Jun 2, 2022 - Economy

Housing market "normalizing," Freddie Mac economist says

Illustration of a key in a lock featuring a keyring with a dollar sign

Illustration: Sarah Grillo/Axios

The housing market's exceptionalism is fading.

Driving the news: After years of booming sales and prices, the market is "normalizing," Freddie Mac chief economist Sam Khater said Thursday in a statement.

  • His evidence: higher mortgage rates, rising supply and a declining pool of buyers.

Why it matters: Experts have been waiting for signs that the housing market is poised to cool off as the broader economy hits rockier terrain.

Context: The U.S. housing market last year experienced its highest one-year increase in home prices since at least the 1970s, according to the S&P CoreLogic Case-Shiller U.S. National Home Price NSA Index.

  • Prices rose 18.8% in 2021.
  • And prices have continued their upward march in 2022, with Realtor.com reporting today that the median national home price reached an all-time high of $447,000 in May.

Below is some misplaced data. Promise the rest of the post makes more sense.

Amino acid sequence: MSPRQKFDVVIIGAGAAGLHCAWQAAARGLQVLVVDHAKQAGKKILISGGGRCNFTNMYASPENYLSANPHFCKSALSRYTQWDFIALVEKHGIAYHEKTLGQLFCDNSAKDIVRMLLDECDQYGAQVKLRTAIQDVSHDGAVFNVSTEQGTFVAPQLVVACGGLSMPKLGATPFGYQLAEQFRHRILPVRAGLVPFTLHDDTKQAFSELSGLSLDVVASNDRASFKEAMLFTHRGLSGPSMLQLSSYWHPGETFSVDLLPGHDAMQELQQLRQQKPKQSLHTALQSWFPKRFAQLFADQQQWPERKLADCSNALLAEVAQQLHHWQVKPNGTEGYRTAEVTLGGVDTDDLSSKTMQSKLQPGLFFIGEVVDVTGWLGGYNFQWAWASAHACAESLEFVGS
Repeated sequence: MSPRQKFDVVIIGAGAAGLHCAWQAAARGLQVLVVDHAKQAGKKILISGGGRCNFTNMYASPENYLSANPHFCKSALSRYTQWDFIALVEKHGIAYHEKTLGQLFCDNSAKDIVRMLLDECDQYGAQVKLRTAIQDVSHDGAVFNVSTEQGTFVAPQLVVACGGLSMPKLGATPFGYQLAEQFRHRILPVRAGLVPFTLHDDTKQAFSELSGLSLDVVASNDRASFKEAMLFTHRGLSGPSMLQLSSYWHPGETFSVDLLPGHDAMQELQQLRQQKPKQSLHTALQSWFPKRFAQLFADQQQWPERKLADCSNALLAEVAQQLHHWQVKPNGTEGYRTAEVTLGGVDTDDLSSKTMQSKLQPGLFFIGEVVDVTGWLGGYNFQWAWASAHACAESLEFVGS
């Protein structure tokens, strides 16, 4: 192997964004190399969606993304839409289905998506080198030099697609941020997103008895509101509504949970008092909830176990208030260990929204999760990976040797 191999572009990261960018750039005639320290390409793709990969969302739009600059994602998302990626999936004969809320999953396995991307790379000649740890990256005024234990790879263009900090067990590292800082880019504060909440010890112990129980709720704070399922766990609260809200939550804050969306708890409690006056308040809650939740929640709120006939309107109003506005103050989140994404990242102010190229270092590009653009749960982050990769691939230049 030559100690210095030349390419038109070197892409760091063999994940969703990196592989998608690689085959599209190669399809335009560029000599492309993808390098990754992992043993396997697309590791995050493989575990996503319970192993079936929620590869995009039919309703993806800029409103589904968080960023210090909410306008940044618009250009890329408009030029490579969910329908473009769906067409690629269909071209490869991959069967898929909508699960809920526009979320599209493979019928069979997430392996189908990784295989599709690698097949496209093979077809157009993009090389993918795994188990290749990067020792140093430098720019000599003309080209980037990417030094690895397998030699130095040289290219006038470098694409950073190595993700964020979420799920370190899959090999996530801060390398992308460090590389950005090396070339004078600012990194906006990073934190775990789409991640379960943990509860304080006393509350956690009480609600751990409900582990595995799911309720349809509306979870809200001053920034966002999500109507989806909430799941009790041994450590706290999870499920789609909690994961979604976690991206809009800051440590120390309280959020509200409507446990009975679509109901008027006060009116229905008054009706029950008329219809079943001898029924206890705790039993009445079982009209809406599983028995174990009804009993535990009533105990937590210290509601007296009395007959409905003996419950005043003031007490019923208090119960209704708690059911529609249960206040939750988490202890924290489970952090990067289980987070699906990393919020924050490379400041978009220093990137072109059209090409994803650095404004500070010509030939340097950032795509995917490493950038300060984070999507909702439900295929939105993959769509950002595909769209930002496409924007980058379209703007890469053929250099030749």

But, but, but: The rapid rise in mortgage rates over the last few months is quickly slowing things down.

  • 30-year fixed mortgage rates are averaging 5.09%, up from 2.99% a year ago, according to Freddie Mac.
  • In May, active housing inventory notched its first year-over-year increase in three years, Realtor.com reported today.

Nathan's thought bubble: As an older millennial, the financial crisis trained me to think that housing prices that go up must come down. But this has the makings of a softer landing.

What we're watching: Whether sellers begin to lower their expectations.

  • "In an early sign, the rate of sellers making price cuts accelerated in May," Realtor.com chief economist Danielle Hale said in a statement.
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